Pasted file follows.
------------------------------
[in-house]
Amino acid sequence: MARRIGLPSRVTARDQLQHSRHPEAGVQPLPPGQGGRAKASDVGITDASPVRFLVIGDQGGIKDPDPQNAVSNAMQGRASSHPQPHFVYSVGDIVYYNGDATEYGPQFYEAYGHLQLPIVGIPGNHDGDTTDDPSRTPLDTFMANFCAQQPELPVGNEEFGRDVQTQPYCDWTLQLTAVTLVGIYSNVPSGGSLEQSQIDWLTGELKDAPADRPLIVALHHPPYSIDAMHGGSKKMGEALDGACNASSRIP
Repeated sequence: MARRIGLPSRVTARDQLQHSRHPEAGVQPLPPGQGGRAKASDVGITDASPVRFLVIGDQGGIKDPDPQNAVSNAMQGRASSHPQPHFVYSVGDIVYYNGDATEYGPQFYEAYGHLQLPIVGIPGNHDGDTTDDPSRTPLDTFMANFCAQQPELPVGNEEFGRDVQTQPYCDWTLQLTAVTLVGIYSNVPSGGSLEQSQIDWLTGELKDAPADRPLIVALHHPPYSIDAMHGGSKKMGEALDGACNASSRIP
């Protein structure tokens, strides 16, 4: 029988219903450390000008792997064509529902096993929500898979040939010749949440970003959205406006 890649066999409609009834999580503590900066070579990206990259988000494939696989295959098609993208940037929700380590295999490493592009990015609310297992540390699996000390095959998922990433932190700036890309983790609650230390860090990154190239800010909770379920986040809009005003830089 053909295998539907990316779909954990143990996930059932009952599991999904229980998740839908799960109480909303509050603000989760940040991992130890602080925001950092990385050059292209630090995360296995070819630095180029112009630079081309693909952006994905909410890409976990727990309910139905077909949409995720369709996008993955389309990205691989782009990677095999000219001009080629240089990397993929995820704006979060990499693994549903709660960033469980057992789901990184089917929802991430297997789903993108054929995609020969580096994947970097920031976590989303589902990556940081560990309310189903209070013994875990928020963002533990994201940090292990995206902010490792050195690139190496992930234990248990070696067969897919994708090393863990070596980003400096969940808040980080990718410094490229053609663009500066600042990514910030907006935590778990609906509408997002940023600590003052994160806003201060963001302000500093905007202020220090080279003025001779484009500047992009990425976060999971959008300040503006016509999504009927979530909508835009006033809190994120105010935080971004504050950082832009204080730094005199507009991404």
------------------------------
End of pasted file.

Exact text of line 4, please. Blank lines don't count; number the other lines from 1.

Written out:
């Protein structure tokens, strides 16, 4: 029988219903450390000008792997064509529902096993929500898979040939010749949440970003959205406006 890649066999409609009834999580503590900066070579990206990259988000494939696989295959098609993208940037929700380590295999490493592009990015609310297992540390699996000390095959998922990433932190700036890309983790609650230390860090990154190239800010909770379920986040809009005003830089 053909295998539907990316779909954990143990996930059932009952599991999904229980998740839908799960109480909303509050603000989760940040991992130890602080925001950092990385050059292209630090995360296995070819630095180029112009630079081309693909952006994905909410890409976990727990309910139905077909949409995720369709996008993955389309990205691989782009990677095999000219001009080629240089990397993929995820704006979060990499693994549903709660960033469980057992789901990184089917929802991430297997789903993108054929995609020969580096994947970097920031976590989303589902990556940081560990309310189903209070013994875990928020963002533990994201940090292990995206902010490792050195690139190496992930234990248990070696067969897919994708090393863990070596980003400096969940808040980080990718410094490229053609663009500066600042990514910030907006935590778990609906509408997002940023600590003052994160806003201060963001302000500093905007202020220090080279003025001779484009500047992009990425976060999971959008300040503006016509999504009927979530909508835009006033809190994120105010935080971004504050950082832009204080730094005199507009991404």